“We absolutely needed speed at the time, and Slack really helped with that,” Poland says. “We had seven teams in 10 locations around the world collaborating on this pivot. An ideation channel quickly became a design channel, which quickly moved into build, QA, trial and test channels.” 

When one office logged off, another logged on. European teams would provide “handovers” to the U.S. teams through Slack channel updates. As one team logged off and another logged on, they could read all the context in channels. It was a collaborative sprint. There were upwards of 40 people involved from across the entire company.

“We absolutely needed speed at the time, and the channels really helped with that.”

Ian PolandChief information officer, Sportradar

When it launched, it was a huge success. “It exploded. The uptake was instant and we saw rapid growth that led to an extension of the coverage of additional leagues. At a time when little or no live sport was taking place, our customers really appreciated having a new sports betting product. We went from concept to cash within 14 days.”

Poland isn’t so sure they would’ve experienced the same level of success through more traditional channels, like phone and email. “When you have people in different time zones and places, email and phone aren’t necessarily the best vehicle,” he says. “Without tools like Slack to enable us, it would have made a challenging job even more challenging and certainly less efficient.”

Using Slack as a default way to communicate internally

When you’re working on real-time numbers, everything has to happen in, well, real time. But Sportradar didn’t originally turn to Slack to fundamentally speed up its business. It did it because its engineers already loved it.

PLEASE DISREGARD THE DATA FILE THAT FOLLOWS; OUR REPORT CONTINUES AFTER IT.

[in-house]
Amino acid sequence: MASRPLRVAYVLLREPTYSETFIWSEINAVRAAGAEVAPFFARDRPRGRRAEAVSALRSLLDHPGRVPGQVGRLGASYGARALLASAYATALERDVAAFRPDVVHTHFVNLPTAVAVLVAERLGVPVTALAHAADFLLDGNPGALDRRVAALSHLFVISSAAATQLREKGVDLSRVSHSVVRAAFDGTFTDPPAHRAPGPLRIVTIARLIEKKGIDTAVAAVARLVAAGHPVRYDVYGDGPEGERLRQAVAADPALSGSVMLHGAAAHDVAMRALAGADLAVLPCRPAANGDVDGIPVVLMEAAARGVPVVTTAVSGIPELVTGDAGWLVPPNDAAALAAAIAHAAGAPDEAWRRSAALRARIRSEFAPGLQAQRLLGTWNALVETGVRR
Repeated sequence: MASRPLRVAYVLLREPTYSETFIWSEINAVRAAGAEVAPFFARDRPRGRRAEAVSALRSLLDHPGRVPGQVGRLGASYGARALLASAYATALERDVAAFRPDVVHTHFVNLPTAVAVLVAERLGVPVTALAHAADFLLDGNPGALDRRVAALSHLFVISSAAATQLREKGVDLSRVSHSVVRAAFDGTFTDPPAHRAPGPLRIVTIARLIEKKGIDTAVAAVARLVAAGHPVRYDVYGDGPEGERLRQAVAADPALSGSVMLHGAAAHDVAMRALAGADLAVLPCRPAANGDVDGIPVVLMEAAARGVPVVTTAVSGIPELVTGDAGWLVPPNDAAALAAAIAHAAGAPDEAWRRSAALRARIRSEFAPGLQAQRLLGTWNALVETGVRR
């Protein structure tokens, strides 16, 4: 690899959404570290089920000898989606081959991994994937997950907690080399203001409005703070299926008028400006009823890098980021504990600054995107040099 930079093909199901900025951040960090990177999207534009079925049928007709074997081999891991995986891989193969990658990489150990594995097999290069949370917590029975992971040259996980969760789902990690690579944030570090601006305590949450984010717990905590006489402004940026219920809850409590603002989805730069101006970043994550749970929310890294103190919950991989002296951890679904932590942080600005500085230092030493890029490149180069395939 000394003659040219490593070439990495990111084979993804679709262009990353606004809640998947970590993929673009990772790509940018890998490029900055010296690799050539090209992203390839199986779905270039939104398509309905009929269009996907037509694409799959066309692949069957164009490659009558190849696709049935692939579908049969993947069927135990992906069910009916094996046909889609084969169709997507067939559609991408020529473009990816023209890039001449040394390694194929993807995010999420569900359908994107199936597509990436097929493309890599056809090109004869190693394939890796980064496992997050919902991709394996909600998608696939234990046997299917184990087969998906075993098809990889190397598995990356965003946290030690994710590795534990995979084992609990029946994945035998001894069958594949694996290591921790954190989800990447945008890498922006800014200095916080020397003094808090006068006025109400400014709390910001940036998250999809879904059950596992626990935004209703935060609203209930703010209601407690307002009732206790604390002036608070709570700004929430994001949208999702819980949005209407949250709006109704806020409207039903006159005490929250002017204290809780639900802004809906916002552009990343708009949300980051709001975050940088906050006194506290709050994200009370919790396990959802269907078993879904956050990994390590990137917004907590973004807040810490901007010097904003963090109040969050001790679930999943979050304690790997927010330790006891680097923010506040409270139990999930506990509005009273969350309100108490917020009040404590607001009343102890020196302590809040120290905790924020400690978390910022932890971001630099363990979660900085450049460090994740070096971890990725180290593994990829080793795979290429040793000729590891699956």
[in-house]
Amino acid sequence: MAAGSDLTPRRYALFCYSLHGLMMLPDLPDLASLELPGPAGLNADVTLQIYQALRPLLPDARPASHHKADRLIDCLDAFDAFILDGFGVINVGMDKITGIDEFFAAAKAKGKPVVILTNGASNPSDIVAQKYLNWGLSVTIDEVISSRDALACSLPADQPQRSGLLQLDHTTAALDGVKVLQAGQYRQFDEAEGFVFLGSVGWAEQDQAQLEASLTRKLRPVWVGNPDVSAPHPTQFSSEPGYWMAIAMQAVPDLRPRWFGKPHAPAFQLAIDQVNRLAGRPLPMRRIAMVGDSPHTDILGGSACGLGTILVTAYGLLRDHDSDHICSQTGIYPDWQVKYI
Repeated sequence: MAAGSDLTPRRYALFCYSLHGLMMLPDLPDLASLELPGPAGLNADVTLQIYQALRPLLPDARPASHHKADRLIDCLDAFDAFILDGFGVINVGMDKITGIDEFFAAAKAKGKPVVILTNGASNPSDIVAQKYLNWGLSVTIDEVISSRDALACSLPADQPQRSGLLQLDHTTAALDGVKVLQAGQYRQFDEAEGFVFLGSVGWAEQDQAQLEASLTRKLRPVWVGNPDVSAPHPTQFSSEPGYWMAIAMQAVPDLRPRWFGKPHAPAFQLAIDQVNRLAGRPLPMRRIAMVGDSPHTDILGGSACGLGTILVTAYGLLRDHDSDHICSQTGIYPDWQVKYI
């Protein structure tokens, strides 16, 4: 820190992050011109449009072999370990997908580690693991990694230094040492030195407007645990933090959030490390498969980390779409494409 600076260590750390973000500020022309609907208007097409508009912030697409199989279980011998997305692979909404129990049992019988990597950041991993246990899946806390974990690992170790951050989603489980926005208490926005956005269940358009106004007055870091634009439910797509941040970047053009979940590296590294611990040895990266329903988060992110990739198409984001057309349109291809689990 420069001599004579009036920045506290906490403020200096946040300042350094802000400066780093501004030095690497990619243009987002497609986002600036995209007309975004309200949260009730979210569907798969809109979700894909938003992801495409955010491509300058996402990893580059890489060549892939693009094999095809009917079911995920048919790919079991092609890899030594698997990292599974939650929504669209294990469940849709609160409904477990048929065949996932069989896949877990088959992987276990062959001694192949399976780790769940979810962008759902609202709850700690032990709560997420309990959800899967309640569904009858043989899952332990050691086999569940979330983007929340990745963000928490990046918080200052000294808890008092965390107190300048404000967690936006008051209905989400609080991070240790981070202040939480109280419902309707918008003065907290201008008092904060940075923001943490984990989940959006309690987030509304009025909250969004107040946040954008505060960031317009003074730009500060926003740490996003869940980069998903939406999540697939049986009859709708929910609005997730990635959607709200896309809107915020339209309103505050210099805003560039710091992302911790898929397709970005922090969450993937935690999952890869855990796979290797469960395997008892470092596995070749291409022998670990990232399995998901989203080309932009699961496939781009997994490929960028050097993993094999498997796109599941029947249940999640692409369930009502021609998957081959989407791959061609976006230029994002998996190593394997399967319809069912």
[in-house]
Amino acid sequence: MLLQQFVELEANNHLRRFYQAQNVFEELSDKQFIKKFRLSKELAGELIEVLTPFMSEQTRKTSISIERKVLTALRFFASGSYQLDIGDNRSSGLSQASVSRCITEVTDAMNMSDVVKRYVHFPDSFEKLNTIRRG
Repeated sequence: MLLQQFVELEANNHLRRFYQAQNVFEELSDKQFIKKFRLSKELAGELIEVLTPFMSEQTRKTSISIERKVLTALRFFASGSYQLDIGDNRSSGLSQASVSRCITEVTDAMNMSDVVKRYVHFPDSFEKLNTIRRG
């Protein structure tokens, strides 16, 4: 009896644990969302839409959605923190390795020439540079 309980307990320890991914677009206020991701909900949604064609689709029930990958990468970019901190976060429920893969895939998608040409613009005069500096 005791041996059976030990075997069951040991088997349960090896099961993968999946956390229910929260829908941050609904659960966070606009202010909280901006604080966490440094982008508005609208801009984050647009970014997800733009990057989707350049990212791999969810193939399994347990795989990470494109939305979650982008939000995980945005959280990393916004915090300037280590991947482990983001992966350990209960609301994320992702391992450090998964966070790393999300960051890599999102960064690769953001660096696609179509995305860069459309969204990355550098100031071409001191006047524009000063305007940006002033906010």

As a data company, Sportradar measures absolutely everything. “Response times are really important to us,” Poland says. When an incident is triggered, it creates a message that’s piped through Jira Cloud and PagerDuty integrations into a Slack channel. 

Putting information in its internal channels helps the company resolve problems across offices on a 24/7, year-round basis. 

Nowadays, there isn’t a single function across the company that doesn’t use Slack. As Poland puts it, “Everything has a channel—from company announcements and budgeting to hiring approvals and team updates.” 

“It’s become custom practice that for every initiative, we create a complementary Slack channel,” he says. “It’s become the standard way of operating.” 

Collaborating with customers through Slack Connect

Sportradar also uses Slack to collaborate with external customers and vendors. 

Let’s say the Seattle Mariners are crushing the Houston Astros 10-2. It’s the bottom of the fifth, and out of nowhere, the announcer says something like, “That’s the fourth Friday in the last 20 years that a left-hander named Gonzales threw two corkscrews in the bottom of the fifth.” 

Or maybe you’re watching a soccer game, when a striker sends the ball soaring to the left of the goal. The announcer chimes in, “Left-footers are more prone to missing uncontested goals like that on Tuesdays.”

How in the world could anyone know that?

During live games, Sportradar uses a Slack Connect channel with its media partners to communicate with the production feed of live sports studios. When prompted, Sportradar will quickly dig up relevant sports factoids from its immense archive and send them back to the broadcaster. 

Sportradar is on a mission to fuel sports-fan engagement across the globe. Does Slack help it succeed 24/7, across dozens of countries, both within its organization and externally? You bet.